I have been meaning to write a wrap-up post about the NBAs, but at this point I feel as though all my strength is going toward surviving until the four-day weekend. Although I believe a relative is expecting me for the holiday, I think I'm going to beg off and hole up at home.
In the meantime, I have been devouring audiobooks because the arrival of winter weather has nearly doubled my commute. A book on tape makes the drive bearable. It took to about halfway through Stephen King's Dreamcatcher before realizing that I have already both read the text and seen the movie. Obviously, either occasion wasn't memorable enough to keep me from grabbing it on tape. I wish I hadn't remembered the movie, though, since now I can't get the image of Donnie "Duddits" Wahlberg's bald head out of my mind. Now that's horror.
Although I cringe in horror at seeing myself on video, here is Jason Boog's video of bloggers talking about the NBAs.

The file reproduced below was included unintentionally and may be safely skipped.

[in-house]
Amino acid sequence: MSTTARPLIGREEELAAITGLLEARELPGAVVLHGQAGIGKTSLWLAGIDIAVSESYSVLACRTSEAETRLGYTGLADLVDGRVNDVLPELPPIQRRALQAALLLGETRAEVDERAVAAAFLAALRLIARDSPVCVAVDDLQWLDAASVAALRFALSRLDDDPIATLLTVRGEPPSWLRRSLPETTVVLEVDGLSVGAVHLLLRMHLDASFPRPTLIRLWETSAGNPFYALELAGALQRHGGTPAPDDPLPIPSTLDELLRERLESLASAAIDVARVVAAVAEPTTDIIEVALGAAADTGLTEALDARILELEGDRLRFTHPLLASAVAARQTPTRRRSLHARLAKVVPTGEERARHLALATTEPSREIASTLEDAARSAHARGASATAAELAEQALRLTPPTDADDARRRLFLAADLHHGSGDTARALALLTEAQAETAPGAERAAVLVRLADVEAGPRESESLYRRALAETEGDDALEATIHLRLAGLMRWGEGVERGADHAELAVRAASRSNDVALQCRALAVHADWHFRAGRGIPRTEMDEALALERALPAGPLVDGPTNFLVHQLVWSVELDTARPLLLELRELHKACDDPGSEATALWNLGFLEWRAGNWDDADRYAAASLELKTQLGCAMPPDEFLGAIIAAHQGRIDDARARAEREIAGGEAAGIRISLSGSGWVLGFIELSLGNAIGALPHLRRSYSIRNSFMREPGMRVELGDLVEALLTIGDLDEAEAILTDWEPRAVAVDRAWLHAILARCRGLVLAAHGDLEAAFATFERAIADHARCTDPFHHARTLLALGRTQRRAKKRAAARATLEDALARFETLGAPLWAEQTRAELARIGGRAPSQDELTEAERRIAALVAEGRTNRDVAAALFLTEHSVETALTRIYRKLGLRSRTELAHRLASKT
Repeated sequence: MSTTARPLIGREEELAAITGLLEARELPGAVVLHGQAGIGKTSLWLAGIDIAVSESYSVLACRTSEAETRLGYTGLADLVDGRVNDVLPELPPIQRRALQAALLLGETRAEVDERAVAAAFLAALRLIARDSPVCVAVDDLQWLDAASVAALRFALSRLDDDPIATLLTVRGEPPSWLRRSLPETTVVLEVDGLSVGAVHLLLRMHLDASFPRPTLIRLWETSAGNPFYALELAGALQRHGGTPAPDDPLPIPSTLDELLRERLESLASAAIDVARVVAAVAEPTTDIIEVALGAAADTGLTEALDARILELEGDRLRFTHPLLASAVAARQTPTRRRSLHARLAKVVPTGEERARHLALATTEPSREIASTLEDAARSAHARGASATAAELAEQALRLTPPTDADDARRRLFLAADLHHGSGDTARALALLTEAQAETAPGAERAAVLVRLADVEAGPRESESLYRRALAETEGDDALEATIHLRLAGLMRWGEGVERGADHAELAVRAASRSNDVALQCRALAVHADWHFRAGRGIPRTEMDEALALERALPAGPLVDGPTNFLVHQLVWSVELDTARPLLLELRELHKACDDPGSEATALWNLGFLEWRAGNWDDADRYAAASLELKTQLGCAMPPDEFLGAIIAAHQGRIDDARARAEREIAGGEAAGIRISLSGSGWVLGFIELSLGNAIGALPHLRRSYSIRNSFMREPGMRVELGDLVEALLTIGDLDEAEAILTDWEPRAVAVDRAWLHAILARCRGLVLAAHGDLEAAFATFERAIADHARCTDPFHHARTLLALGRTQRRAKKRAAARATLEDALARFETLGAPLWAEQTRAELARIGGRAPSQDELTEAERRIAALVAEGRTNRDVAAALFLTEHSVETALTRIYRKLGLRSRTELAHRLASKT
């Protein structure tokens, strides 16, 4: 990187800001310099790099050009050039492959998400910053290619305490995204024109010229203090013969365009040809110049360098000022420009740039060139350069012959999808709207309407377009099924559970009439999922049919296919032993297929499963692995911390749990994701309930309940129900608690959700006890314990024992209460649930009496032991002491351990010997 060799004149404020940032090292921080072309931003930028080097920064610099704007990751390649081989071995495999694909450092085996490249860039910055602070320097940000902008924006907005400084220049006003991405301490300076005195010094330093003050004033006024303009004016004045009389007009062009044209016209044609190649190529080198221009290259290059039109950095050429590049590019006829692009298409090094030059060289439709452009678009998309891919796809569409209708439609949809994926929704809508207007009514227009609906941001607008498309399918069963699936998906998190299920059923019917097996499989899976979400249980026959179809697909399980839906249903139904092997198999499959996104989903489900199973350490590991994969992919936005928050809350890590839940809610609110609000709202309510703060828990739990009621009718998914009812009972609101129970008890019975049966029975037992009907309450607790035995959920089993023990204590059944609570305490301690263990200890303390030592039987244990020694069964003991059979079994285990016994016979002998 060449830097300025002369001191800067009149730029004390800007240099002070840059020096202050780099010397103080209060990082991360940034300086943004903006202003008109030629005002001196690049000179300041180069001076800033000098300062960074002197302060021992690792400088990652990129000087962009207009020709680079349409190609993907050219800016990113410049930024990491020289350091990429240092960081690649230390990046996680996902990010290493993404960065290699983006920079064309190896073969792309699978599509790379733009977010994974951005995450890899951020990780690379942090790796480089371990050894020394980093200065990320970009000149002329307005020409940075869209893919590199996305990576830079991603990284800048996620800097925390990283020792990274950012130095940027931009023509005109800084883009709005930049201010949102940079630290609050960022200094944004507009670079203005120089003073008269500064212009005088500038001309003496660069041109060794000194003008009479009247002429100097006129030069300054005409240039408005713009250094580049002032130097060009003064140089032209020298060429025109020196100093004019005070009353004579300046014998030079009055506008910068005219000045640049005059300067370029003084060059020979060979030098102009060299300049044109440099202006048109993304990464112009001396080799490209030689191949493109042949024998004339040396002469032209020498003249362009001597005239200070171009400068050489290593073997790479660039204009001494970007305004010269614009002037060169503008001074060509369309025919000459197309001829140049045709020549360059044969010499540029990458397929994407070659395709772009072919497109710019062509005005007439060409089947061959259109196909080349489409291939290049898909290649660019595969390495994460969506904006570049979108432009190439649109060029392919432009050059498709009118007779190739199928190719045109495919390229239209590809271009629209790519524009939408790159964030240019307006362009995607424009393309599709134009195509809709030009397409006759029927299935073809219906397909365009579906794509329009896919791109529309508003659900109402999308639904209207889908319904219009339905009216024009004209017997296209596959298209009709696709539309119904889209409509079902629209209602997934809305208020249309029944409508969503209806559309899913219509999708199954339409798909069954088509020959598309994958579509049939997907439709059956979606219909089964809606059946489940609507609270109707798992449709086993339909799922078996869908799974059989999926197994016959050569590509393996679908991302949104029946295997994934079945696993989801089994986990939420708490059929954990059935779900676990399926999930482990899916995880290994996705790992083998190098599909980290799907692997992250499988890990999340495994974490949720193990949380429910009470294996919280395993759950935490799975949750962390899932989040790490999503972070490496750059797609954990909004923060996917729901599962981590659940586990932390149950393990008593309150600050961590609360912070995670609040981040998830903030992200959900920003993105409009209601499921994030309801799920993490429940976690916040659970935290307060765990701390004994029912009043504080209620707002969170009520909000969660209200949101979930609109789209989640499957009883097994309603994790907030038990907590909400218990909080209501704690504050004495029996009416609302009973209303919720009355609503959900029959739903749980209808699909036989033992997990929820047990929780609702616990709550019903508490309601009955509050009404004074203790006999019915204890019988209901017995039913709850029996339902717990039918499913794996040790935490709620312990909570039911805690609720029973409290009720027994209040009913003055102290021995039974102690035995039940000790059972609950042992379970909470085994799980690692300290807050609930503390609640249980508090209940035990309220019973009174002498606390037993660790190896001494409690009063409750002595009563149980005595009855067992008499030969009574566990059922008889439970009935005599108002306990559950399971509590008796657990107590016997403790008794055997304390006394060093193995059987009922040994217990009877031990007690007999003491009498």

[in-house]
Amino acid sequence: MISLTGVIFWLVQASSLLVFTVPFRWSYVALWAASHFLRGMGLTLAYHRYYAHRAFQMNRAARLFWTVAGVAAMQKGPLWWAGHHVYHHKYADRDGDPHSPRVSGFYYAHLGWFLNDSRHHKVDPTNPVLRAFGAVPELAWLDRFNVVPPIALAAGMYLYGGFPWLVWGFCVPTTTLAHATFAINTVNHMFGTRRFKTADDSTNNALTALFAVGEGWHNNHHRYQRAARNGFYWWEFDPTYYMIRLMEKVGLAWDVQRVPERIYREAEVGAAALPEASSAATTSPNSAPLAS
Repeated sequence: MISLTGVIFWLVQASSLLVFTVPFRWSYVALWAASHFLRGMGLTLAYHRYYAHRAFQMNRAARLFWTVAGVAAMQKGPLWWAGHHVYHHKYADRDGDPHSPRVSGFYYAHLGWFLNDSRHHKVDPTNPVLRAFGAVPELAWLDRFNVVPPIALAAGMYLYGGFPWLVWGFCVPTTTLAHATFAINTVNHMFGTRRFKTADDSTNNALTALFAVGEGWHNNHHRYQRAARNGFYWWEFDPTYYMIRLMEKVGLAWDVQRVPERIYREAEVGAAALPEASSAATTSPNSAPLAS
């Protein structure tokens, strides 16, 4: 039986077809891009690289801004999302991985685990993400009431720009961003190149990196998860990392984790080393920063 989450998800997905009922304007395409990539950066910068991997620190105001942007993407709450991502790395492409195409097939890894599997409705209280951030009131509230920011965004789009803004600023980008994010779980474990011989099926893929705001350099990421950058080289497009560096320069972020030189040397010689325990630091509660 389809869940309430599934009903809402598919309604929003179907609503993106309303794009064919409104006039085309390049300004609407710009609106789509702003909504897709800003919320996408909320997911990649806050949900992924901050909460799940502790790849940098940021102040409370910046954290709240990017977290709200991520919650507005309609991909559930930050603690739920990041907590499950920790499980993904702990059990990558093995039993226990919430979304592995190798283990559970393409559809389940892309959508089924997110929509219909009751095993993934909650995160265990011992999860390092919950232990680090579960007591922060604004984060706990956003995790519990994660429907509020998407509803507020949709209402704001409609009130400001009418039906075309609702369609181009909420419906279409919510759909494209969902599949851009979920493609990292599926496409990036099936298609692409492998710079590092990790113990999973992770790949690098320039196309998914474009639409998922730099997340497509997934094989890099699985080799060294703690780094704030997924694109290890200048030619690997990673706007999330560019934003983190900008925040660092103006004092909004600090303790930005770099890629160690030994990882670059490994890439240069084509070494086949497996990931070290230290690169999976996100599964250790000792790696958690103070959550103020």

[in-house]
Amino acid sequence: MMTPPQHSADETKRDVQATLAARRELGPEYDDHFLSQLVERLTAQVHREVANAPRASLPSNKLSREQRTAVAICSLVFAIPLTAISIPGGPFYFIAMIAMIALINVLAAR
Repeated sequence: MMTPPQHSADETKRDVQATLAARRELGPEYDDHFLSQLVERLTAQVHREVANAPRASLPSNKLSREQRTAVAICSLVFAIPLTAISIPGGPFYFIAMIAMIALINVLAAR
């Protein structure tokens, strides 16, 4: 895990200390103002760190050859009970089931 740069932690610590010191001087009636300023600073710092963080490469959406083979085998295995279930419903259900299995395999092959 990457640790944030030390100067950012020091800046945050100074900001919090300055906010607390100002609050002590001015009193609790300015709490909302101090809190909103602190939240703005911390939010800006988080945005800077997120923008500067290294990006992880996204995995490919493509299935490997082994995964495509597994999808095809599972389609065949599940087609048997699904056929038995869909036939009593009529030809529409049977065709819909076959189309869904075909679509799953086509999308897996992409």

When I said, "I think that maybe 20 years is about the right time to actually have a fiction book written that gets it right," I meant 30 years. It's been roughly 30 years since the Vietnam War ended. I should definitely stick to blogging because a post could have been easily edited as soon as I realized the error.
Here are a few more photographs before I drag my exhausted behind to work. First, a shot of the ballroom:
This is Walter Mosley, who I recognized right away without any outside assistance—probably because of the hat. Not long ago, I read The Man in My Basement, which started out strong but turned into a disappointment in the end: